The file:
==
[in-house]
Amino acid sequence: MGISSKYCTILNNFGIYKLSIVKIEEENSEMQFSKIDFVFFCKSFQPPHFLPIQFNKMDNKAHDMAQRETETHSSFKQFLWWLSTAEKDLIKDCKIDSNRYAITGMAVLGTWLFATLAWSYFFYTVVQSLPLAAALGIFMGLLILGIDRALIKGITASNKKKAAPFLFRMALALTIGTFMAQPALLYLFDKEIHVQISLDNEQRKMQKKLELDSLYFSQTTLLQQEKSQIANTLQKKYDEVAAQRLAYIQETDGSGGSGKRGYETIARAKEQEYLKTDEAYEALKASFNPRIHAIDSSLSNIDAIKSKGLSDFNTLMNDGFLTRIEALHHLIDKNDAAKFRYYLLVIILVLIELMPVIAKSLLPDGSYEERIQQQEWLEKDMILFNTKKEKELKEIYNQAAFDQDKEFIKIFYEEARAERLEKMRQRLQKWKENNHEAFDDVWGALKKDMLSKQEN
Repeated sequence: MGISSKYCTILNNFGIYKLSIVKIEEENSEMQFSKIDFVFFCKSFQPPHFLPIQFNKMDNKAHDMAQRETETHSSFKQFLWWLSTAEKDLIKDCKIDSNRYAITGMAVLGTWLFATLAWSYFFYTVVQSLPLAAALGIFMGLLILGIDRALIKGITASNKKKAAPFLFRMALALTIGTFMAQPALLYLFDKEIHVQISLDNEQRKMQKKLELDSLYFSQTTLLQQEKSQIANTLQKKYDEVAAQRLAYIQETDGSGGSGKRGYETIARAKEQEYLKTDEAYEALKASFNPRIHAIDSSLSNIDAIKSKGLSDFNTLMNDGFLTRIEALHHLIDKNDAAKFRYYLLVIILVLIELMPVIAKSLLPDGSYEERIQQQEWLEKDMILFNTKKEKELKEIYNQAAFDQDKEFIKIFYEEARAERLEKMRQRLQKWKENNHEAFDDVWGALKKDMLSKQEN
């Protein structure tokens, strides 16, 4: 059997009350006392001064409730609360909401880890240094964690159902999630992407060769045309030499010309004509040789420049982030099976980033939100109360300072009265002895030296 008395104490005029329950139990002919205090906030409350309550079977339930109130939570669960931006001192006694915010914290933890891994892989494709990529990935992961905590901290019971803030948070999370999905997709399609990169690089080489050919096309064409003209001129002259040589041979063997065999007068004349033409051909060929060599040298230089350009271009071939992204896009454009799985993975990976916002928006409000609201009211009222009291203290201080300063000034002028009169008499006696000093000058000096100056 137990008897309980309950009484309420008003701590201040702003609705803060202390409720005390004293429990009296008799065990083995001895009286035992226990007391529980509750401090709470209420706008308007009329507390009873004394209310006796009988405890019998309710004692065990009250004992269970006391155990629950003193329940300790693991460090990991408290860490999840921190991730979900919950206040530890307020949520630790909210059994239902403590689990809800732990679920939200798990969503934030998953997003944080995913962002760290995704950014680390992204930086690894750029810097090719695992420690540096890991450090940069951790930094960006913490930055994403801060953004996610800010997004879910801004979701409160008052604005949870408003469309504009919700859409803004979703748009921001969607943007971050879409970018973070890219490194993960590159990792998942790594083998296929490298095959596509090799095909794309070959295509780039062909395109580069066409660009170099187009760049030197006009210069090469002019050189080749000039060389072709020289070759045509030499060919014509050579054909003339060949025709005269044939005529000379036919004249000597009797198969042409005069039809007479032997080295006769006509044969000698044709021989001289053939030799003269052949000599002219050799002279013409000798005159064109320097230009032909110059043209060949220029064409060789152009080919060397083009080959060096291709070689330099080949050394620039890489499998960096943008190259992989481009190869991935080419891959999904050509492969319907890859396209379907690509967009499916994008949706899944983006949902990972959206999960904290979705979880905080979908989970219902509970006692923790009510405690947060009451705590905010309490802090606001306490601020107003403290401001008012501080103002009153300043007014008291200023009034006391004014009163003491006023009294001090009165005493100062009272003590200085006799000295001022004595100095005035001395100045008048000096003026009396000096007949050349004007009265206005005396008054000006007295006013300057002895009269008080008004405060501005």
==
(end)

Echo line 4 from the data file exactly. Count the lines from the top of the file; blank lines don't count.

């Protein structure tokens, strides 16, 4: 059997009350006392001064409730609360909401880890240094964690159902999630992407060769045309030499010309004509040789420049982030099976980033939100109360300072009265002895030296 008395104490005029329950139990002919205090906030409350309550079977339930109130939570669960931006001192006694915010914290933890891994892989494709990529990935992961905590901290019971803030948070999370999905997709399609990169690089080489050919096309064409003209001129002259040589041979063997065999007068004349033409051909060929060599040298230089350009271009071939992204896009454009799985993975990976916002928006409000609201009211009222009291203290201080300063000034002028009169008499006696000093000058000096100056 137990008897309980309950009484309420008003701590201040702003609705803060202390409720005390004293429990009296008799065990083995001895009286035992226990007391529980509750401090709470209420706008308007009329507390009873004394209310006796009988405890019998309710004692065990009250004992269970006391155990629950003193329940300790693991460090990991408290860490999840921190991730979900919950206040530890307020949520630790909210059994239902403590689990809800732990679920939200798990969503934030998953997003944080995913962002760290995704950014680390992204930086690894750029810097090719695992420690540096890991450090940069951790930094960006913490930055994403801060953004996610800010997004879910801004979701409160008052604005949870408003469309504009919700859409803004979703748009921001969607943007971050879409970018973070890219490194993960590159990792998942790594083998296929490298095959596509090799095909794309070959295509780039062909395109580069066409660009170099187009760049030197006009210069090469002019050189080749000039060389072709020289070759045509030499060919014509050579054909003339060949025709005269044939005529000379036919004249000597009797198969042409005069039809007479032997080295006769006509044969000698044709021989001289053939030799003269052949000599002219050799002279013409000798005159064109320097230009032909110059043209060949220029064409060789152009080919060397083009080959060096291709070689330099080949050394620039890489499998960096943008190259992989481009190869991935080419891959999904050509492969319907890859396209379907690509967009499916994008949706899944983006949902990972959206999960904290979705979880905080979908989970219902509970006692923790009510405690947060009451705590905010309490802090606001306490601020107003403290401001008012501080103002009153300043007014008291200023009034006391004014009163003491006023009294001090009165005493100062009272003590200085006799000295001022004595100095005035001395100045008048000096003026009396000096007949050349004007009265206005005396008054000006007295006013300057002895009269008080008004405060501005």